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General Electric CEO declines bonus for 2008

General Electric Co.'s Chairman and Chief Executive Jeffrey Immelt declined his 2008 bonus as the company struggles with a declining stock price amid a deteriorating economy.
/ Source: The Associated Press

General Electric Co. said Wednesday that Chairman and Chief Executive Jeffrey Immelt will forgo a 2008 bonus and performance awards worth millions of dollars after the company's earnings fell last year and its stock price plunged amid a deteriorating economy.

The Fairfield, Connecticut-based conglomerate, which makes everything from locomotives to household appliances, said in a filing with the Securities and Exchange Commission that Immelt will not receive his $11.7 million long-term performance award. Immelt received a base salary of $3.3 million, unchanged from 2007, but no bonus. In 2007, GE paid Immelt a $5.8 million bonus.

The actions amount to a 64 percent reduction in Immelt's cash compensation compared with a year earlier.

Immelt said in a statement that GE's board of directors took the steps at his urging because of the company's sagging performance. Earnings were down 22 percent in 2008 as the growing recession battered the company's industrial division and its lending arm, GE Capital, struggled with mounting loan losses. Company shares lost more than half of their value last year and are already down 33 percent in 2009, trading at levels not seen since the mid-1990s.

"Earnings came in well below where we expected. The broad equity markets, and GE's stock price, declined significantly in 2008. In these circumstances, I recommended to GE's Board of Directors that I would not receive a bonus for 2008," Immelt said.

Chief Financial Officer Keith Sherin and Michael Neal, chief executive of GE Capital, received 2008 bonuses 15 percent and 25 percent below their prior-year payments, respectively. The two executives both declined half the amount earned under their long-term performance awards, which means a $2.6 million reduction in Sherin's payment and a $2.9 million reduction in Neal's payment.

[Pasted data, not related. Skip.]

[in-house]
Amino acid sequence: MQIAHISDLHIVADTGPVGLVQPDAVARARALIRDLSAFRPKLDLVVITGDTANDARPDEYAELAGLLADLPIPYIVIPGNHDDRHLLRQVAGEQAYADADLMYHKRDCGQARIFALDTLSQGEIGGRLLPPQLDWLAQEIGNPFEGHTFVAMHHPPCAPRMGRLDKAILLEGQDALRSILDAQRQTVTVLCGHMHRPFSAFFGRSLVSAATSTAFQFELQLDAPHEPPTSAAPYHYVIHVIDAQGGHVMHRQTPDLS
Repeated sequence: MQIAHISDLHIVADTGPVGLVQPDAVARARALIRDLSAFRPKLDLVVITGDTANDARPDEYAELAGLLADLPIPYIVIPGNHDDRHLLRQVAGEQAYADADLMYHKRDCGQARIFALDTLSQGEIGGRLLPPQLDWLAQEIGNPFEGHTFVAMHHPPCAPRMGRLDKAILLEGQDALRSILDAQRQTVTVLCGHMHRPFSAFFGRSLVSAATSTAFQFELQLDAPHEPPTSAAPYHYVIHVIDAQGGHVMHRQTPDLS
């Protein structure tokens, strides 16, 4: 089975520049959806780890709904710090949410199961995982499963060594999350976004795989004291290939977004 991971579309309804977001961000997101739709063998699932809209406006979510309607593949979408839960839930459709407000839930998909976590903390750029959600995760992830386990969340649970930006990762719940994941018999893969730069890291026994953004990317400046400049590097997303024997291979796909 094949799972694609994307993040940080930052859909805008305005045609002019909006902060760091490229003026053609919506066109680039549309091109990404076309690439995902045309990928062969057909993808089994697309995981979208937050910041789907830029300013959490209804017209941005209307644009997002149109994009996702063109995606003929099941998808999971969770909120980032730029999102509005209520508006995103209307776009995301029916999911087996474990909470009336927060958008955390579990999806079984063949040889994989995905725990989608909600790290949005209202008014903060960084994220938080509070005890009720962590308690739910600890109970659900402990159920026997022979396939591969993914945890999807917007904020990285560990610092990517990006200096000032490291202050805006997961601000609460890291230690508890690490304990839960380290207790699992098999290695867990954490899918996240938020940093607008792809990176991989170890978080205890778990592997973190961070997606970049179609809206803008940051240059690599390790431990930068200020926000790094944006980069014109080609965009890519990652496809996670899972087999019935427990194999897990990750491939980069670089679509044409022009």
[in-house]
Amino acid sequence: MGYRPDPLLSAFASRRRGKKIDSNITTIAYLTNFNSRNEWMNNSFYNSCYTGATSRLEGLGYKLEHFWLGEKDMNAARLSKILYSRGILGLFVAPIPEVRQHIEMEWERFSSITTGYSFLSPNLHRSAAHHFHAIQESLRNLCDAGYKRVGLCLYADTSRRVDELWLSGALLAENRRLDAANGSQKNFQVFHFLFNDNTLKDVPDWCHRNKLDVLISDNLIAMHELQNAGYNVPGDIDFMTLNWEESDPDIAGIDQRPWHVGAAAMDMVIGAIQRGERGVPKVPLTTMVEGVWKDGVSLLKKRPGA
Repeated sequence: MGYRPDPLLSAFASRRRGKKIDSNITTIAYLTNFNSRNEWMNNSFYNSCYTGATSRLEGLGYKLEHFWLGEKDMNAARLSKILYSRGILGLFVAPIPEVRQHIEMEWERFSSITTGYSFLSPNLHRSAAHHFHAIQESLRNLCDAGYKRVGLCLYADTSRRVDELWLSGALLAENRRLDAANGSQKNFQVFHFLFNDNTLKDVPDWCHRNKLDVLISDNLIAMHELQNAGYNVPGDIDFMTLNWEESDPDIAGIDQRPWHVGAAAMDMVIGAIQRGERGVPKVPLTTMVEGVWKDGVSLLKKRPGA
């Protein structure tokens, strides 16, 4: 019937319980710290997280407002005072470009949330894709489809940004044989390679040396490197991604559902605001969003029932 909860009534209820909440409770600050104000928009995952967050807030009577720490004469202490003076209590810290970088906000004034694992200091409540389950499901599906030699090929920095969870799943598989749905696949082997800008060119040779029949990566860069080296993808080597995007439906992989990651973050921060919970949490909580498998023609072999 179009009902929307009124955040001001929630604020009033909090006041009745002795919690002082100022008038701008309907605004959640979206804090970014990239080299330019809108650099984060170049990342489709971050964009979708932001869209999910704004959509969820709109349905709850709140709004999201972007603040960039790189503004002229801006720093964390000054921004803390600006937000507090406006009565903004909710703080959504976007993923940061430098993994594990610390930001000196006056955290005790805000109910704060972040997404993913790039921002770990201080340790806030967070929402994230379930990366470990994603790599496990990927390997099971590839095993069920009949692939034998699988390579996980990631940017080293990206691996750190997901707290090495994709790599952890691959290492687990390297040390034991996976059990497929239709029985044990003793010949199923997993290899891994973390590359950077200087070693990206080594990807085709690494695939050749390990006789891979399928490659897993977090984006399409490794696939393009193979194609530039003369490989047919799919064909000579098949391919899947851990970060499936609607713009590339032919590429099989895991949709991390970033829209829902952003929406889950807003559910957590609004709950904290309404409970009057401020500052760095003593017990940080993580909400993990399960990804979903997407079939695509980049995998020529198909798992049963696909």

On average, GE reduced the size of its executive bonuses by 19 percent during 2008.

Immelt's total 2008 compensation was $5.7 million, down from the $14.2 million he received from GE in 2007. The total includes his base pay, $372,000 worth of perks and benefits that included $189,449 for use of company planes, and $2 million for equity awards.

The AP's calculations of total pay includes salary, bonus, incentives, perks, above-market returns on deferred compensation and the estimated value of stock options and awards granted during the year. The calculations exclude changes in the present value of pension benefits, and they sometimes differ from totals companies list in the summary compensation table of proxy statements filed with the SEC.

GE said in December that it will shrink the size of GE Capital, which provides loans ranging from home mortgages overseas to financing for large energy projects. The company plans to reduce GE Capital's reliance on risky debt and cut its work force during the restructuring. GE has injected its own money into GE Capital, taken part in federal programs designed to ease credit markets, and raised $15 billion from Warren Buffett's Berkshire Hathaway and other investors through stock sales.

Meanwhile, GE forecasts income growth ranging from flat to just five percent in its industrial units that make jet engines, power plant turbines, light bulbs and other products.

Many investors believe GE will be forced to cut its dividend, now forecast at $1.24 for the year, if it can't generate enough cash flow for the quarterly payouts. GE has already paid half of the dividend, but the company said recently that it will evaluate its dividend payments for the rest of the year.

The company also risks losing its rare "AAA" credit rating this year because of GE Capital's woes. Ratings agencies Moody's Investors Service and Standard & Poor's are both reviewing their top ratings for GE this year.

GE said in its proxy filing that while Immelt did not reach the financial goals the company set for him in 2008, the company's board believes he "performed well in an extraordinarily tough business environment."

"Mr. Immelt adapted the company to rapidly changing and deteriorating economic conditions that emerged after the goals were set," the proxy states.

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